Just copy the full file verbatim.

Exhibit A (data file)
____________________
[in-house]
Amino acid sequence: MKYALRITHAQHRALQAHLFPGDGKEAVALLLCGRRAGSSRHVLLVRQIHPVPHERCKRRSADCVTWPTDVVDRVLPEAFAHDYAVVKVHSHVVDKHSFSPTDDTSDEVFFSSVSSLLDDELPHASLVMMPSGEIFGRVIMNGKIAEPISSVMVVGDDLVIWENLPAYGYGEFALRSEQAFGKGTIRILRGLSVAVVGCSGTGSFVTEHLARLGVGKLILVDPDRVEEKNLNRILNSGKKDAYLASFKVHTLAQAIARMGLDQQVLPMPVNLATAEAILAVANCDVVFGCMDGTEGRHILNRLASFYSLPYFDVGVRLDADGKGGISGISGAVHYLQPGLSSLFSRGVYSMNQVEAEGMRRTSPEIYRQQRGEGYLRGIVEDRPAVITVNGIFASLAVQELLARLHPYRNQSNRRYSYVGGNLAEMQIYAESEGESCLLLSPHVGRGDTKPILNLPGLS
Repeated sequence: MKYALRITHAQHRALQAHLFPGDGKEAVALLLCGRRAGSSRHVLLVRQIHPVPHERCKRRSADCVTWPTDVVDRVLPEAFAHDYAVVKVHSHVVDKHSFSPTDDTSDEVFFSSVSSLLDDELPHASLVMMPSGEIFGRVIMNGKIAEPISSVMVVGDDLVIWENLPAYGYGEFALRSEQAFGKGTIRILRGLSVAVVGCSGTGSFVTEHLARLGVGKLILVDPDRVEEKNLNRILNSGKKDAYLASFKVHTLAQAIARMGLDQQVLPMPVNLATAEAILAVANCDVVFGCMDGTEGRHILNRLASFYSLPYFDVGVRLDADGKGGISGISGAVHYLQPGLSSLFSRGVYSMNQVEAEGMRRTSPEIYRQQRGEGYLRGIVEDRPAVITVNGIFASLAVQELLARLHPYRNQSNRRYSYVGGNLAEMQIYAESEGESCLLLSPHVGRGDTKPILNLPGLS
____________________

[in-house]
Amino acid sequence: MKYALRITHAQHRALQAHLFPGDGKEAVALLLCGRRAGSSRHVLLVRQIHPVPHERCKRRSADCVTWPTDVVDRVLPEAFAHDYAVVKVHSHVVDKHSFSPTDDTSDEVFFSSVSSLLDDELPHASLVMMPSGEIFGRVIMNGKIAEPISSVMVVGDDLVIWENLPAYGYGEFALRSEQAFGKGTIRILRGLSVAVVGCSGTGSFVTEHLARLGVGKLILVDPDRVEEKNLNRILNSGKKDAYLASFKVHTLAQAIARMGLDQQVLPMPVNLATAEAILAVANCDVVFGCMDGTEGRHILNRLASFYSLPYFDVGVRLDADGKGGISGISGAVHYLQPGLSSLFSRGVYSMNQVEAEGMRRTSPEIYRQQRGEGYLRGIVEDRPAVITVNGIFASLAVQELLARLHPYRNQSNRRYSYVGGNLAEMQIYAESEGESCLLLSPHVGRGDTKPILNLPGLS
Repeated sequence: MKYALRITHAQHRALQAHLFPGDGKEAVALLLCGRRAGSSRHVLLVRQIHPVPHERCKRRSADCVTWPTDVVDRVLPEAFAHDYAVVKVHSHVVDKHSFSPTDDTSDEVFFSSVSSLLDDELPHASLVMMPSGEIFGRVIMNGKIAEPISSVMVVGDDLVIWENLPAYGYGEFALRSEQAFGKGTIRILRGLSVAVVGCSGTGSFVTEHLARLGVGKLILVDPDRVEEKNLNRILNSGKKDAYLASFKVHTLAQAIARMGLDQQVLPMPVNLATAEAILAVANCDVVFGCMDGTEGRHILNRLASFYSLPYFDVGVRLDADGKGGISGISGAVHYLQPGLSSLFSRGVYSMNQVEAEGMRRTSPEIYRQQRGEGYLRGIVEDRPAVITVNGIFASLAVQELLARLHPYRNQSNRRYSYVGGNLAEMQIYAESEGESCLLLSPHVGRGDTKPILNLPGLS